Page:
After 17 Years, Billions of Cicadas Are Ready to Emerge

By Carl Engelking | April 18, 2016 5:32 pm


Summer is going to be a little noisier this year on the East Coast.

Once the soil temperatures rise sufficiently, billions of cicadas are expected to emerge after spending 17 years underground. The soon-to-emerge cicadas were born in 1999 and spent the years feasting on secretions from plant roots. After toiling in the dirt for close to two decades, the cicadas will climb a tree, shed their nymphal shell, and proceed to get dirty — in the figurative sense.

Locations That Will Be Abuzz

The batch of 17-year cicadas set to surface in April or May, called Brood V, is comprised of three different species: Magicicada cassinii, Magicicada septendecim and Magicicada septendecula. They’ll start popping out of the soil when temperatures 8 inches beneath the surface reach 64 degrees Fahrenheit, which is expected to occur by May or late in April. There are 15 different cicada broods, and the designations are based on the calendar year in which they emerge. Brood VI, for example, will emerge in 2017 in parts of Georgia, North Carolina and South Carolina.

You can expect to hear Brood V cicadas in parts of Maryland, New York, Ohio, Pennsylvania, Virginia and West Virginia, according to The website has compiled detailed, county-by-county information to find ideal emergence locations.

Getting Busy

After spending 17 years in the soil, life for a cicada moves into overdrive. Adults live just two to four weeks after they emerge — most of that time is spent mating. The loud buzzing you hear during a cicada invasion is the chorus of males attempting to sing a seducing song to a female.

The males “sing” their song with specialized noisemakers, called tymbals, which are structures of the exoskeleton located on both sides of their abdominal region. Males produce sound by flexing and relaxing muscles attached to their tymbals.

After cicadas mate, females lay hundreds of rice-sized eggs in tree branches. They’ll hatch a few weeks later and head underground, which will serve as their home until 2033.

Why a Cycle?

Species of cicadas emerge on 17- and 13-year cycles, and scientists believe this cyclical strategy evolved as a way to overwhelm predators with shear numbers. When billions upon billions of bugs take over a small area, local birds can only eat so many. Therefore, a large number of cicadas survive to spread their seed.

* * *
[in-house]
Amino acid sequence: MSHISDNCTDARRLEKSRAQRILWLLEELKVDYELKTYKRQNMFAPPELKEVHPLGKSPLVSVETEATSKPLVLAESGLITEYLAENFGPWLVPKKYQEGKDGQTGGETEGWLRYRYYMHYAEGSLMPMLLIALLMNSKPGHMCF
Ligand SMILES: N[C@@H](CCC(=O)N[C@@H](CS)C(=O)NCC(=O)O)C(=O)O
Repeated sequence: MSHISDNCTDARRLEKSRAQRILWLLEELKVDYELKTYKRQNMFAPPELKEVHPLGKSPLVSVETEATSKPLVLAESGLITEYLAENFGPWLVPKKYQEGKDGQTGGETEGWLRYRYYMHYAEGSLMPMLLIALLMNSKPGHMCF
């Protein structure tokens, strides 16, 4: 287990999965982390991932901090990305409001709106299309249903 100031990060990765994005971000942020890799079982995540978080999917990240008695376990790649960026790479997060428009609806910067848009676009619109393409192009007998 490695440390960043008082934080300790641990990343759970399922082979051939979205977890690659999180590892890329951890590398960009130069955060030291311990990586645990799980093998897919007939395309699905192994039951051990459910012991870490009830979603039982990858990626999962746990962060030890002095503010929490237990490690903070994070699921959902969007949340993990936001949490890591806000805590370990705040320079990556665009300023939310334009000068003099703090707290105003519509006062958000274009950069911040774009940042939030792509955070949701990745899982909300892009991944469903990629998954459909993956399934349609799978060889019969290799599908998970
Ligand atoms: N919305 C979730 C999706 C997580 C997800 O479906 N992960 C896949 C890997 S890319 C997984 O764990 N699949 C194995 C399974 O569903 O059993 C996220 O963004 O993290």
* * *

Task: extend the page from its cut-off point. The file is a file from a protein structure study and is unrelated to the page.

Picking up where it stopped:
However, there’s a mystery here: populations of birds that eat insects are typically on the decline before an emergence event. Two years after the cicadas emerge, the bird populations boom. According to researchers’ theory, cicadas might be modulating bird populations through unknown mechanisms.

Cicada emergence events always occur in prime numbers. That may reduce their chances of predation, since most predators have lifespan cycles of roughly 2 to 5 years. Emerging every 13 or 17 years might reduce the odds that predators will be experiencing a surge in population during emergence years.

And, by the way, every so often 13-year and 17-year brood emergence events occur at the same time in overlapping territories. The next simultaneous emergence event will occur in Missouri in 2219.

CATEGORIZED UNDER: Living World, top posts
MORE ABOUT: unusual organisms
  • Justin Waters

    I hear and see them every year. The article doesn’t say, but I suppose this year will have more than usual. The article speaks of modulating cicada breeding cycles based around bird cycles through “unknown mechanisms.” It seems the mechanism is for cicadas to emerge every year, and the year that has the least predators is the year that will have established the largest cicada brood.

  • Uncle Al

    Aristotle, Historia Animalium 556b 1.5ff, cicadas are yummy. Pliny of Rome, Naturalis Historia XI : 26, Athenaeus of Alexandria Deipnosophistoi IV p. 133b, Aelian Historiae Animalium XII : 6. Let us feed the professionally deserving with Nature’s abundant renewable resource historic singing bounty while we suffer the terrible travails of artificially inseminated corn-fed ribeye fouled by antibiotics, hormones, and obscene abattoirs.

  • OWilson

    It is refreshing to read an article that discusses the natural rise and fall of species populations, without invoking the obligatory reference to “climate change”.

    But there is quite lot of detailed scientific research in this area, of which the website source for this article seems to be unaware.

    There are algorithms that have evolved that shed light on these optimal emergent years, based on 7, 11, and 13 intervals, that are truly amazing, but not necessarily “mysterious”.

    • Nate

      I don’t think the mystery is the cycle times, thats pretty well understood as a way to limit predation. I understand it as: it is a mystery that predator populations are declining instead of holding constant, or even gearing up for an abundance in food sources, and then booming after the fact. There may be some subtle mechanism at play

      • OWilson

        I agree.

        It could be considered remarkably complicated, given the multiple variables at play, weather, predators, temperatures, prey, range, and not least the legacy “memory” from that last cycle.

        But at the same time, there is a general symmetry to it and a correcting feedback mechanism that comes in to play.

        Nature, it seems has evolved some simplifying algorithms, to make it all work.


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